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Tenants' rights manual: a practical guide to renting in NSW

Tenants' rights manual: a practical guide to renting in NSW

Tenants’ rights manual: a practical guide to renting in NSW.  4th ed Cover

The Tenants’ rights manual is produced by the Tenants’ Union of NSW especially for tenants and people who work with tenants – tenants’ advocates, community legal centre workers, and other community workers – on issues to do with renting.

Throughout, this manual refers to ‘you’, meaning you as a tenant. We hope you find it useful. We understand that the Tenants’ rights manual will be read by other persons – including landlords and real estate agents. We hope these persons find it useful too – not least for gaining a tenant’s perspective on renting.



Chapter six

Social housing

Policies, decision-making and administrative law - public housing (NSW FACS Housing) - community housing - Aboriginal housing - co-operative housing - reviews, appeals and the Housing Appeals Committee. 

Chapter seven

Share housing

Who's who in share housing - co-tenant - head-tenant - sub-tenant - lodger - expenses - bond - renat - rent increases - utilities - sublet - transfer - termination - avoiding and dealing with conflict.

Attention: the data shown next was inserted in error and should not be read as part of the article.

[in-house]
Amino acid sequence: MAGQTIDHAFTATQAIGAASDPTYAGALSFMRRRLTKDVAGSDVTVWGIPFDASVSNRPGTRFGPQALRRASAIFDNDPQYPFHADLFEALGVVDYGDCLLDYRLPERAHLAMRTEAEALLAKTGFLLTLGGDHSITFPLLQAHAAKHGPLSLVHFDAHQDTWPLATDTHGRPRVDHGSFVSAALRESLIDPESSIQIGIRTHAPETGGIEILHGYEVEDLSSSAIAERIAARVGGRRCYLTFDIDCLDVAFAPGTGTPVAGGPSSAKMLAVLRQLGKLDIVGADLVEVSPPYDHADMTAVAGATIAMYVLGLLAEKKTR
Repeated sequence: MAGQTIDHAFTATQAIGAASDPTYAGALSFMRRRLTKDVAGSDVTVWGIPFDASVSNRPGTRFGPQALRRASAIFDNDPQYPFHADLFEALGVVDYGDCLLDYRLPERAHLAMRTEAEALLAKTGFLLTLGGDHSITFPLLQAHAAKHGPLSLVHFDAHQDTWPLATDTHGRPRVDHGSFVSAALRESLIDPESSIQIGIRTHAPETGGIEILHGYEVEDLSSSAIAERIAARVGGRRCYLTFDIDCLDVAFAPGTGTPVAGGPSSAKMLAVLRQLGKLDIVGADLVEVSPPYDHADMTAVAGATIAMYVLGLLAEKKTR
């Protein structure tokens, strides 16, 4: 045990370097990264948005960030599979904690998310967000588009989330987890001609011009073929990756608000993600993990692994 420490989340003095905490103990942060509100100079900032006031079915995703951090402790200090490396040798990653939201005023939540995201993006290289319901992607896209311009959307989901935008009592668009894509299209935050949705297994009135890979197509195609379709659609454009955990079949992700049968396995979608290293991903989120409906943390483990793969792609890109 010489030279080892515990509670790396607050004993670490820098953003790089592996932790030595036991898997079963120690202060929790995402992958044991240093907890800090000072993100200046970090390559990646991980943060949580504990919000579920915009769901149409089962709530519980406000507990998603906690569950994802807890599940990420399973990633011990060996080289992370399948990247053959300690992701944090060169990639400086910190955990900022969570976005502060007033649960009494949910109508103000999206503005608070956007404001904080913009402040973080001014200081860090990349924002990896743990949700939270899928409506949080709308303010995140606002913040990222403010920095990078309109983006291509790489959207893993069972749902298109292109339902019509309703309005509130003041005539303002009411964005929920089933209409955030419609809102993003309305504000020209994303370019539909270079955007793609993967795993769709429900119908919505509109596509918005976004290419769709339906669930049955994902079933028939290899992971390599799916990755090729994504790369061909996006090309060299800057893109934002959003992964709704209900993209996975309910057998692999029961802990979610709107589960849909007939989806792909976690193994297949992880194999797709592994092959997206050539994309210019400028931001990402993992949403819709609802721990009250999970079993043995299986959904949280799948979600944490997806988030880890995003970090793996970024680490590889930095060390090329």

Chapter eight

Boarding houses

What is a registrable boarding house - registration, inspections and standards - boarding house residents - occupancy agreements - occupancy principles - disputes - ending an occupancy - assisted boarding houses. 

Chapter nine

Marginal rental

Chapter ten

Other types of tenants


Tenants' Rights Manual by Chris Martin in association with the Tenants' Union of NSW. Published by Federation Press 2012. © Tenants' Union of NSW. Material contained herein may be copied for the non-commercial purpose of study or research subject to the provisions of the Copyright Act 1969 (Cth).

The online version of the Tenants’ Rights Manual was updated in August 2016. Changes include the introduction of the NSW Civil and Administrative Tribunal (NCAT), which replaced the Consumer, Trader and Tenancy Tribunal (CTTT), and changes to the law dealing with public housing, boarding houses, and residential parks.

The information in this resource is intended as a guide to the law and should not be used as a substitute for legal advice; and applies to people who live in, or are affected by, the law as it applies in New South Wales, Australia.